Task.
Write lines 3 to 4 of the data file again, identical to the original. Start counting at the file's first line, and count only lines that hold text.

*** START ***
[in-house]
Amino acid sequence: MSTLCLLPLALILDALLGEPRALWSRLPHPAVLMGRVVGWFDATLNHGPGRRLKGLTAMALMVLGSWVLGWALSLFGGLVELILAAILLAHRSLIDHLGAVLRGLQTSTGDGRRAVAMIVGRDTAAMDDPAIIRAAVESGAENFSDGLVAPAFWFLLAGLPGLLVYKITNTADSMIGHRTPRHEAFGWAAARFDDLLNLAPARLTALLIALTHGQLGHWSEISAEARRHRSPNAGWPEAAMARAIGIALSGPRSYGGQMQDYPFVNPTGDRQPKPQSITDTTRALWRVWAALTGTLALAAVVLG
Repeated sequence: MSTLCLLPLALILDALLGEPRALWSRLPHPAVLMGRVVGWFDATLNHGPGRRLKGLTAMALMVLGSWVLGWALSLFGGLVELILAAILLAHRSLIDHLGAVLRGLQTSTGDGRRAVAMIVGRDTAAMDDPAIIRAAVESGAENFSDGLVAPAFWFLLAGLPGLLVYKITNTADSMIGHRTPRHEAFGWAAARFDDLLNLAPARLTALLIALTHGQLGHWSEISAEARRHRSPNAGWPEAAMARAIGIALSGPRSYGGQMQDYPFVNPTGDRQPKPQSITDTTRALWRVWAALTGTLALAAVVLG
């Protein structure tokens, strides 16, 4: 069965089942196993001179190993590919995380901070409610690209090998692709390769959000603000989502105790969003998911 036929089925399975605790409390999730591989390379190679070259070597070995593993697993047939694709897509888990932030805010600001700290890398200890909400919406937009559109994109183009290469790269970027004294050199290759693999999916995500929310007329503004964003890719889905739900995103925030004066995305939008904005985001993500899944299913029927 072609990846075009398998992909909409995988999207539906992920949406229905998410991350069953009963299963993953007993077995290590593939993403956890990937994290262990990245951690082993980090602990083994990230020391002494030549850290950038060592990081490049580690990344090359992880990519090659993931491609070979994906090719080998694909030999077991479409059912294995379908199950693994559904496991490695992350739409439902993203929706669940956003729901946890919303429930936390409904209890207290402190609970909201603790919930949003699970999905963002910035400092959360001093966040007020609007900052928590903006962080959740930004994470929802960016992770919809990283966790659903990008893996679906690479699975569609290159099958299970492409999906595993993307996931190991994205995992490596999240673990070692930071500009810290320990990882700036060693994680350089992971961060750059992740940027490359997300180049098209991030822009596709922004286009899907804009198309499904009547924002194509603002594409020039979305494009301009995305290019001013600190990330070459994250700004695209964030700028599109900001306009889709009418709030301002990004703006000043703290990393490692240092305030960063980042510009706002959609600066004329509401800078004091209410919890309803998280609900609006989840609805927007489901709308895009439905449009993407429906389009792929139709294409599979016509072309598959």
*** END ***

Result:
Repeated sequence: MSTLCLLPLALILDALLGEPRALWSRLPHPAVLMGRVVGWFDATLNHGPGRRLKGLTAMALMVLGSWVLGWALSLFGGLVELILAAILLAHRSLIDHLGAVLRGLQTSTGDGRRAVAMIVGRDTAAMDDPAIIRAAVESGAENFSDGLVAPAFWFLLAGLPGLLVYKITNTADSMIGHRTPRHEAFGWAAARFDDLLNLAPARLTALLIALTHGQLGHWSEISAEARRHRSPNAGWPEAAMARAIGIALSGPRSYGGQMQDYPFVNPTGDRQPKPQSITDTTRALWRVWAALTGTLALAAVVLG
């Protein structure tokens, strides 16, 4: 069965089942196993001179190993590919995380901070409610690209090998692709390769959000603000989502105790969003998911 036929089925399975605790409390999730591989390379190679070259070597070995593993697993047939694709897509888990932030805010600001700290890398200890909400919406937009559109994109183009290469790269970027004294050199290759693999999916995500929310007329503004964003890719889905739900995103925030004066995305939008904005985001993500899944299913029927 072609990846075009398998992909909409995988999207539906992920949406229905998410991350069953009963299963993953007993077995290590593939993403956890990937994290262990990245951690082993980090602990083994990230020391002494030549850290950038060592990081490049580690990344090359992880990519090659993931491609070979994906090719080998694909030999077991479409059912294995379908199950693994559904496991490695992350739409439902993203929706669940956003729901946890919303429930936390409904209890207290402190609970909201603790919930949003699970999905963002910035400092959360001093966040007020609007900052928590903006962080959740930004994470929802960016992770919809990283966790659903990008893996679906690479699975569609290159099958299970492409999906595993993307996931190991994205995992490596999240673990070692930071500009810290320990990882700036060693994680350089992971961060750059992740940027490359997300180049098209991030822009596709922004286009899907804009198309499904009547924002194509603002594409020039979305494009301009995305290019001013600190990330070459994250700004695209964030700028599109900001306009889709009418709030301002990004703006000043703290990393490692240092305030960063980042510009706002959609600066004329509401800078004091209410919890309803998280609900609006989840609805927007489901709308895009439905449009993407429906389009792929139709294409599979016509072309598959």